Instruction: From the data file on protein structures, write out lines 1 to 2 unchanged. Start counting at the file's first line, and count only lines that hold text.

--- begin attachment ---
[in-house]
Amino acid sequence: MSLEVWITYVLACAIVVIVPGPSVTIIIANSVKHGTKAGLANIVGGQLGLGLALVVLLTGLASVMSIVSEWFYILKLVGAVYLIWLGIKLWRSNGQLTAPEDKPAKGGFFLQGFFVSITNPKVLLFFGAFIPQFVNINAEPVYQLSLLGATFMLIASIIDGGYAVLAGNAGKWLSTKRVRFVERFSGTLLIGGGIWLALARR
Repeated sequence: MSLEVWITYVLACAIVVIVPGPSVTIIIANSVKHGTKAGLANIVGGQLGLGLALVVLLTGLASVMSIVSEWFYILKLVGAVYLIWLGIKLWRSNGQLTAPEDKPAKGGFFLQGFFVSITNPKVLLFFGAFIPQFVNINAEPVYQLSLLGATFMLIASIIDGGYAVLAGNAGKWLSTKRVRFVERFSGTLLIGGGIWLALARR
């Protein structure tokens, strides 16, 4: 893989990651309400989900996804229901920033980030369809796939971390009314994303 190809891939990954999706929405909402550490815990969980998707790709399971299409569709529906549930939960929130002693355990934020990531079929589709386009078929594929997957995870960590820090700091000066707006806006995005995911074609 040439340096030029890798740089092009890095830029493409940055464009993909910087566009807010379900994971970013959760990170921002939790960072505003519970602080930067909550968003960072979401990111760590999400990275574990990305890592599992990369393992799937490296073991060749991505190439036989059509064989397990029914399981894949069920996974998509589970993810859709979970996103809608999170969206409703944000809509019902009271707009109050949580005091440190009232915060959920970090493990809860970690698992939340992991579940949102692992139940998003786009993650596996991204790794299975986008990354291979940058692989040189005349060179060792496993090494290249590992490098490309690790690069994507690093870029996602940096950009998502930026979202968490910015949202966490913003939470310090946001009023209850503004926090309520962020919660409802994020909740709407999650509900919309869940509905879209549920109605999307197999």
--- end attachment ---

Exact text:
[in-house]
Amino acid sequence: MSLEVWITYVLACAIVVIVPGPSVTIIIANSVKHGTKAGLANIVGGQLGLGLALVVLLTGLASVMSIVSEWFYILKLVGAVYLIWLGIKLWRSNGQLTAPEDKPAKGGFFLQGFFVSITNPKVLLFFGAFIPQFVNINAEPVYQLSLLGATFMLIASIIDGGYAVLAGNAGKWLSTKRVRFVERFSGTLLIGGGIWLALARR